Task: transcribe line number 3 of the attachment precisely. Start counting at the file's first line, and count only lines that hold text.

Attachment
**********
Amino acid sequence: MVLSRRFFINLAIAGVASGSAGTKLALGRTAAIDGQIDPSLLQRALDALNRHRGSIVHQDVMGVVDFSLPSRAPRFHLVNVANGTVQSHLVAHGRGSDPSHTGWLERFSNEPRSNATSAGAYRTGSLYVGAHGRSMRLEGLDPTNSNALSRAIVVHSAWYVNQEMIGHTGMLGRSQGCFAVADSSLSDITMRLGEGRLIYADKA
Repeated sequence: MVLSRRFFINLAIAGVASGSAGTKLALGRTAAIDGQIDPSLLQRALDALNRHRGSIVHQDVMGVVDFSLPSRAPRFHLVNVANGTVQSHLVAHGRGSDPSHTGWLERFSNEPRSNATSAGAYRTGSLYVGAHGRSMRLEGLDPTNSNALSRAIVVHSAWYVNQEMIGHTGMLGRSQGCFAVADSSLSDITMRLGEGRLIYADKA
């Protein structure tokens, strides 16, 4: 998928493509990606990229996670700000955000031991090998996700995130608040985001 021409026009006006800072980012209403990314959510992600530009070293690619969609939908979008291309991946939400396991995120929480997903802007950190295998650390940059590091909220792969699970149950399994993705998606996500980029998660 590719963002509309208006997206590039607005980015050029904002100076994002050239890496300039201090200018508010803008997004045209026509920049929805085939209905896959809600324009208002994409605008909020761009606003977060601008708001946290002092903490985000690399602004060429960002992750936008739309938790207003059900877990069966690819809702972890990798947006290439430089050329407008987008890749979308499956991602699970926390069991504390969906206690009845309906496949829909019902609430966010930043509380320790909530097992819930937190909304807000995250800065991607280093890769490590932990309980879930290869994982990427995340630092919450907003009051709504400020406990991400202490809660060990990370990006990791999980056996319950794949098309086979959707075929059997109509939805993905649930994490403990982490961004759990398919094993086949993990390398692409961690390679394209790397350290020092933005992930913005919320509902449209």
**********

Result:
């Protein structure tokens, strides 16, 4: 998928493509990606990229996670700000955000031991090998996700995130608040985001 021409026009006006800072980012209403990314959510992600530009070293690619969609939908979008291309991946939400396991995120929480997903802007950190295998650390940059590091909220792969699970149950399994993705998606996500980029998660 590719963002509309208006997206590039607005980015050029904002100076994002050239890496300039201090200018508010803008997004045209026509920049929805085939209905896959809600324009208002994409605008909020761009606003977060601008708001946290002092903490985000690399602004060429960002992750936008739309938790207003059900877990069966690819809702972890990798947006290439430089050329407008987008890749979308499956991602699970926390069991504390969906206690009845309906496949829909019902609430966010930043509380320790909530097992819930937190909304807000995250800065991607280093890769490590932990309980879930290869994982990427995340630092919450907003009051709504400020406990991400202490809660060990990370990006990791999980056996319950794949098309086979959707075929059997109509939805993905649930994490403990982490961004759990398919094993086949993990390398692409961690390679394209790397350290020092933005992930913005919320509902449209």